The seasons are set just a few days before fishing begins because there are 3 authorities responsible for deciding the opening and closing dates. This is why our dates are a bit vague. (Yes, a bit of bureaucracy in the Fishing for a Living industry too.)
We were expecting more than 400,000 Spring Chinook this year making this the highest estimates since 1968. We also expect these high volume returns for the 2010 and 2011 seasons. These fish are born in the tributaries of the Columbia River then go out to the Pacific Ocean off of the coastal reaches of Southern Alaska and Canada. They spend 2 to 3 years maturing and growing for their journey back to the Columbia River. These fish are destined for all the tributaries of the Columbia River.
The Spring Chinook has the highest Omega-3 Fatty Acids content of any other Salmon making them among the top 3 best easting Salmon available. If you are looking for health benefits for your day off to fish, In 2002, the American Heart Association released a scientific statement, “Fish Consumption, Fish Oil, Omega-3 Fatty Acids and Cardiovascular Disease,” on the effects of omega-3 fatty acids on heart function (including antiarrhythmic effects), hemodynamics (cardiac mechanics) and arterial endothelial function. The link between omega-3 fatty acids and CVD risk reduction are still being studied, but research has shown that omega-3 fatty acids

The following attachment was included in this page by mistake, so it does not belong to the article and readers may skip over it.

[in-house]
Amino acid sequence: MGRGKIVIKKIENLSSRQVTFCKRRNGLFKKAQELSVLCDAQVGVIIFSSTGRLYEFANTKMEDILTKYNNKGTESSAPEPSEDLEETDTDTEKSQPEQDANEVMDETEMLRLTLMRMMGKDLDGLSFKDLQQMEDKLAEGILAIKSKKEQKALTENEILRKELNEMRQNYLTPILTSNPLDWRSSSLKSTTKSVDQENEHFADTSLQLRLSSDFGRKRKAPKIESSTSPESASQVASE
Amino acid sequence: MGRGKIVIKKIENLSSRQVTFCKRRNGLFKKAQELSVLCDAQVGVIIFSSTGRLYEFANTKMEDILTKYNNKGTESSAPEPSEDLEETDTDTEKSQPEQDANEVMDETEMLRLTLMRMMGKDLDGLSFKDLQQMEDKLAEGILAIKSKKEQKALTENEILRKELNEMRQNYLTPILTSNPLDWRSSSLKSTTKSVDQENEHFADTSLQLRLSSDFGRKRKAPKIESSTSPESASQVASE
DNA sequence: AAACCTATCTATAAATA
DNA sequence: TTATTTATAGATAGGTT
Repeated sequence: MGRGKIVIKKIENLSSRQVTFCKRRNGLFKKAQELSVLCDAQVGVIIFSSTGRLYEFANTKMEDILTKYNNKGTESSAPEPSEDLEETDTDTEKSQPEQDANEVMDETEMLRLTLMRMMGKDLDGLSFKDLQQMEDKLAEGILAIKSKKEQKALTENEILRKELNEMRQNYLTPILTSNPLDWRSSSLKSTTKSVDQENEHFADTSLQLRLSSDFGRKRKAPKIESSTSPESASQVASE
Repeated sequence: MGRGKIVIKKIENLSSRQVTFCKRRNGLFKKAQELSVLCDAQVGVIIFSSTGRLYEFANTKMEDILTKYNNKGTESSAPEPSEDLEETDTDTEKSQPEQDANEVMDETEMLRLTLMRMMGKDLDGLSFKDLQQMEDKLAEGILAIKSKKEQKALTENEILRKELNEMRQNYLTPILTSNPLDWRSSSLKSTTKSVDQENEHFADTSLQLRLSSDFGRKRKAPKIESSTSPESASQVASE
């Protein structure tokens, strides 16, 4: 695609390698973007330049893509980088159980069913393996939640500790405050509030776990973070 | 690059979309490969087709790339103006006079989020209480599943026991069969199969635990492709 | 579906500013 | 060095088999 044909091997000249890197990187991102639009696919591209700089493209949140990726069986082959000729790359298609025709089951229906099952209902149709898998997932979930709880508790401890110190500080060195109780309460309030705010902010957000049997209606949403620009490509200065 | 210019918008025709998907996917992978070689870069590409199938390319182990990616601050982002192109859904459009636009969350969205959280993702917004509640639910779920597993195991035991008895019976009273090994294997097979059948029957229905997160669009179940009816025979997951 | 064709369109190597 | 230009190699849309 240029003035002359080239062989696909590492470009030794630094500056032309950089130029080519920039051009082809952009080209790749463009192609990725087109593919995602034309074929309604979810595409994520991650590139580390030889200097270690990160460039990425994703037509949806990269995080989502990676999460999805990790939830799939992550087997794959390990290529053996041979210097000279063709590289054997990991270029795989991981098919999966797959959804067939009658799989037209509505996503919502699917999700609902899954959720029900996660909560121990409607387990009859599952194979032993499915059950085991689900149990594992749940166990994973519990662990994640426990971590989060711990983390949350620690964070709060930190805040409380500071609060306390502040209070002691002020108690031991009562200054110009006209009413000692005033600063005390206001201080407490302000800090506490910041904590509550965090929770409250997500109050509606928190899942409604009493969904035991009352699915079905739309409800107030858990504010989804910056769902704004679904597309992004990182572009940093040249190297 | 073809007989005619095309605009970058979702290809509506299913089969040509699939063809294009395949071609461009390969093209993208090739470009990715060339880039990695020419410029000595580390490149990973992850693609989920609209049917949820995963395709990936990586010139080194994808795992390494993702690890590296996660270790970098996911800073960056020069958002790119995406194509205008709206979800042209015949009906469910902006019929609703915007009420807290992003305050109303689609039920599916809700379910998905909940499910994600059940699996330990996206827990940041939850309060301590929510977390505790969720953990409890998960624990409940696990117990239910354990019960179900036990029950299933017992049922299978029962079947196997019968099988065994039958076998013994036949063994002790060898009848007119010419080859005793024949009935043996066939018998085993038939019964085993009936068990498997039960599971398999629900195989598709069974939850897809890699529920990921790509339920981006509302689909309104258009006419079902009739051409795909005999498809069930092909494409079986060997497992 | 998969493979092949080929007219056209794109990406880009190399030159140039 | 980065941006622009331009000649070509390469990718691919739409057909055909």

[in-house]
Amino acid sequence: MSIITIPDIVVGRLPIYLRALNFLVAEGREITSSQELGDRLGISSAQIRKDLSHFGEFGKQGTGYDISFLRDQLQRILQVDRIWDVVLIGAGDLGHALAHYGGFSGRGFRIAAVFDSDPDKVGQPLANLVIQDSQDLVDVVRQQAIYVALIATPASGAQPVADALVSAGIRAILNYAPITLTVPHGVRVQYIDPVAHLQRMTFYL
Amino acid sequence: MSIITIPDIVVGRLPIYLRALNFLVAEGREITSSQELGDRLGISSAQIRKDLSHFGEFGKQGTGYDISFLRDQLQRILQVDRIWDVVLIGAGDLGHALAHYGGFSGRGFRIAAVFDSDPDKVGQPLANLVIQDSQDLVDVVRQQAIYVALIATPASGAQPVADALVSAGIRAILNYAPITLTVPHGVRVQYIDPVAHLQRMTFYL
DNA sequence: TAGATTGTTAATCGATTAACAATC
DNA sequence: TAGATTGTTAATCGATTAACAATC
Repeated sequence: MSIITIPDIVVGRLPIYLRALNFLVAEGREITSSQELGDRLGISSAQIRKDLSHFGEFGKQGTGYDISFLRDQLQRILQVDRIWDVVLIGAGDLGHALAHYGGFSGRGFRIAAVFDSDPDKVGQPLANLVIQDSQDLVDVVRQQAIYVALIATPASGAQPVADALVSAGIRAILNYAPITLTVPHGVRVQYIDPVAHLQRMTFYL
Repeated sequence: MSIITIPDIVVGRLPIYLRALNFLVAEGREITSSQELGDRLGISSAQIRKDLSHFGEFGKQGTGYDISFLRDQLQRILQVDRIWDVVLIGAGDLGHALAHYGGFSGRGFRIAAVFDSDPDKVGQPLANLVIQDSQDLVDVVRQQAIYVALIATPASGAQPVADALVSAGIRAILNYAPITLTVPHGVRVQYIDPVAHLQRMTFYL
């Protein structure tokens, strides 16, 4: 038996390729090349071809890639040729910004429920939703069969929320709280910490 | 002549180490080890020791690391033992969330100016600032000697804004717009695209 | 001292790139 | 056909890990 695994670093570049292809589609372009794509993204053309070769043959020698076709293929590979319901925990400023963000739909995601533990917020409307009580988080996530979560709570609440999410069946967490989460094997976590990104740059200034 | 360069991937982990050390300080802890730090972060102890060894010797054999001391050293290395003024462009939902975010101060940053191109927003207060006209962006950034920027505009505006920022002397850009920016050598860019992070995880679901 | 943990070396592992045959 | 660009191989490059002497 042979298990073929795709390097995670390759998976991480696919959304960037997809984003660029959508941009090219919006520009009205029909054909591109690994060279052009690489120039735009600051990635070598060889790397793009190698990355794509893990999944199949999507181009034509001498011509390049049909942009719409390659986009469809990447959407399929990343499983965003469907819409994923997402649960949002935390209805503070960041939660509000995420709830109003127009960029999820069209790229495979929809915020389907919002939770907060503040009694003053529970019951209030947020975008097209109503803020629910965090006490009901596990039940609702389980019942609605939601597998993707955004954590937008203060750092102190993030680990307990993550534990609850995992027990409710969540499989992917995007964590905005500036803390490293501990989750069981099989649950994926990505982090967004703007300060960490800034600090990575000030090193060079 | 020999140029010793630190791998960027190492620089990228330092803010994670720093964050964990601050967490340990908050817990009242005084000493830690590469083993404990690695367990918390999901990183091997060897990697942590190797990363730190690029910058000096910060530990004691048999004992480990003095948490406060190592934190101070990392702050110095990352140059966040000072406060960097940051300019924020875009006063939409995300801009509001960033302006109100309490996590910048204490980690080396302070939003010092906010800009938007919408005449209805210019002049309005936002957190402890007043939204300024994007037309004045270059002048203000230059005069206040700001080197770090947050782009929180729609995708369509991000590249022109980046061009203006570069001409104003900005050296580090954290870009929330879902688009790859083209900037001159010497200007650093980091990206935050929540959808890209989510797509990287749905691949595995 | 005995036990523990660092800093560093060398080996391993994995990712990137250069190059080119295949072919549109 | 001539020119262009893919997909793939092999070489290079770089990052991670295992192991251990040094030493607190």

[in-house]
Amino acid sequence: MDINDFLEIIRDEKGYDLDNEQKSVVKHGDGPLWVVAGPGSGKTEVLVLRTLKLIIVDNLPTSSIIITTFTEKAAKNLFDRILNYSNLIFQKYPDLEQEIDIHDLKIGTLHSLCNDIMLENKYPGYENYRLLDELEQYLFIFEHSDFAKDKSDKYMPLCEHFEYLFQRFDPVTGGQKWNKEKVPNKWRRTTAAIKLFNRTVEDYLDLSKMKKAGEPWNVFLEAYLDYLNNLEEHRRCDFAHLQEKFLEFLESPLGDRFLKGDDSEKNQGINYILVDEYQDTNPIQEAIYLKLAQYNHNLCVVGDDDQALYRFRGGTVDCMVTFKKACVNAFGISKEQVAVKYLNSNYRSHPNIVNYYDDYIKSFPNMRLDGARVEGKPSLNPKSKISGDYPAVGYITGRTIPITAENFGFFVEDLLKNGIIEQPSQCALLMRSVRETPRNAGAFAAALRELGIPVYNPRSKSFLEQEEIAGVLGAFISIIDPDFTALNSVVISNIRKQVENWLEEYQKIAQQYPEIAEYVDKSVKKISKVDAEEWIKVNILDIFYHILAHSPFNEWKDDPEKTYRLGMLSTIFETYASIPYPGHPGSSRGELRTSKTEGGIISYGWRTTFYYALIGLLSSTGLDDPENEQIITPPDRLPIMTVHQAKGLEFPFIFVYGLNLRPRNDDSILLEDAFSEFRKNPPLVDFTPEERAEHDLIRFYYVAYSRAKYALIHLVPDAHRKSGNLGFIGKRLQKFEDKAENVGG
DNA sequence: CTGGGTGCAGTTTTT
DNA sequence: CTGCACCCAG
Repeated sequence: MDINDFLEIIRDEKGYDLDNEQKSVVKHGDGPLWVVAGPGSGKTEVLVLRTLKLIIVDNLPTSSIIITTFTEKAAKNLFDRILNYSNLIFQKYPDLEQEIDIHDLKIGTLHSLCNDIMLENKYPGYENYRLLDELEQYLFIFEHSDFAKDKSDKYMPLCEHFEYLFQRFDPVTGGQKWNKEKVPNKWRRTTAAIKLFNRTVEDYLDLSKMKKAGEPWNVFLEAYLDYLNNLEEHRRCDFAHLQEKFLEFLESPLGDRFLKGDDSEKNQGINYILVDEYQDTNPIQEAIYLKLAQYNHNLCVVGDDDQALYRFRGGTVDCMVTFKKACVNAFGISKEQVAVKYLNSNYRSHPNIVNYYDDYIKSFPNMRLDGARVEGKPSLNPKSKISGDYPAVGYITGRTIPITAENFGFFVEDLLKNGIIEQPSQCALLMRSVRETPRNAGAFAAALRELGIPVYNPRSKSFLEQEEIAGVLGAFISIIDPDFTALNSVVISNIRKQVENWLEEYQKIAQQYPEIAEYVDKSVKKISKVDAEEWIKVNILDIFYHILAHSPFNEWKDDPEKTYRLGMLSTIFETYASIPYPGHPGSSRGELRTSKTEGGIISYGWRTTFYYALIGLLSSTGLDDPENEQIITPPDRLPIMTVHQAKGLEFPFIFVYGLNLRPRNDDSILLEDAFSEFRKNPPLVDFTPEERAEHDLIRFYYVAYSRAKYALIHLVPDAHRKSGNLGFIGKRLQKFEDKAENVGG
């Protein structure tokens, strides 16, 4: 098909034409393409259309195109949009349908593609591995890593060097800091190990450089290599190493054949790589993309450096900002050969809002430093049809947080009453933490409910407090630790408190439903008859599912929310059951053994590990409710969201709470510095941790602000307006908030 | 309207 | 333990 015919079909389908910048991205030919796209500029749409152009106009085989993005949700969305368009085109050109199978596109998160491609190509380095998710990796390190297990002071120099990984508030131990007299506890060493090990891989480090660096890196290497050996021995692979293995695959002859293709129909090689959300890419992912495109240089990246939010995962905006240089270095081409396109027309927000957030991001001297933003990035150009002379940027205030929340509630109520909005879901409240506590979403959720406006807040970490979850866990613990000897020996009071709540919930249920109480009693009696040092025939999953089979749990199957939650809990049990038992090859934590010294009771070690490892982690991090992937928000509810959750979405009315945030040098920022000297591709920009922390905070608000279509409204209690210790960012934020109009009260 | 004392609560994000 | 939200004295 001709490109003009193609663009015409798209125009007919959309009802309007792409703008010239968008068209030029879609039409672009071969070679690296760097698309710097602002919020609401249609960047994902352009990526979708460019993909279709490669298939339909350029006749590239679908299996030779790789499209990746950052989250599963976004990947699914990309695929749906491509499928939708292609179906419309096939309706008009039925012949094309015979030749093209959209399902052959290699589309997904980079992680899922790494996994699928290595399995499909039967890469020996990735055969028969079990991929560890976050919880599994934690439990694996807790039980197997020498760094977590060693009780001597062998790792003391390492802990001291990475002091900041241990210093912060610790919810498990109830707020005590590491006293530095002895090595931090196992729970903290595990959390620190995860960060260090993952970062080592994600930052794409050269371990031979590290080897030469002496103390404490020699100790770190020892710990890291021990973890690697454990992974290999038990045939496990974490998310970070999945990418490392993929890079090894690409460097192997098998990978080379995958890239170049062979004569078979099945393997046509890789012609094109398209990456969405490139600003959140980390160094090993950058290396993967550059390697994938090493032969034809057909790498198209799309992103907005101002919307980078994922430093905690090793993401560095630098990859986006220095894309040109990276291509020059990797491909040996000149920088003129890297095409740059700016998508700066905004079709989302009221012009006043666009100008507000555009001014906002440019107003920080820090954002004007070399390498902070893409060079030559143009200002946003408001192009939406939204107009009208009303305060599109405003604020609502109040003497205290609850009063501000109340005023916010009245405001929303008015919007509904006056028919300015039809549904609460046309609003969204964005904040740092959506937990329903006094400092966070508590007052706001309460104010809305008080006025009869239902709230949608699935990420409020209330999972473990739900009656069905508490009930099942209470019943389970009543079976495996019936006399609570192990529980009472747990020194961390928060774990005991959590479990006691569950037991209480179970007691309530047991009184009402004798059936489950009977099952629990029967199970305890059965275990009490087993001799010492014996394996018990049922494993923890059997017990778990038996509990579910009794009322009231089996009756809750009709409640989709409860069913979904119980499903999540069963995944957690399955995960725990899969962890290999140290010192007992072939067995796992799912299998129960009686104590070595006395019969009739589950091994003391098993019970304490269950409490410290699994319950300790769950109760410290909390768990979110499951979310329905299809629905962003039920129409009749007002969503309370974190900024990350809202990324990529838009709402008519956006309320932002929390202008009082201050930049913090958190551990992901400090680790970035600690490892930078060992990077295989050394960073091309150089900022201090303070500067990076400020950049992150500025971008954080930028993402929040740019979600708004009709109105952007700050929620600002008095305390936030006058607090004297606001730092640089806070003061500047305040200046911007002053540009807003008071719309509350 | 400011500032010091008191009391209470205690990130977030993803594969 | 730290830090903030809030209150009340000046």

- decrease risk of arrhythmias, which can lead to sudden cardiac death
- decrease triglyceride levels
- decrease growth rate of atherosclerotic plaque
- lower blood pressure (slightly)
It is recommended that we eat fish (particularly fatty fish) at least two times a week. Fish is a good source of protein and doesn’t have the high saturated fat that fatty meat products do. Fatty fish like salmon are high in two kinds of omega-3 fatty acids, eicosapentaenoic acid (EPA) and docosahexaenoic acid (DHA).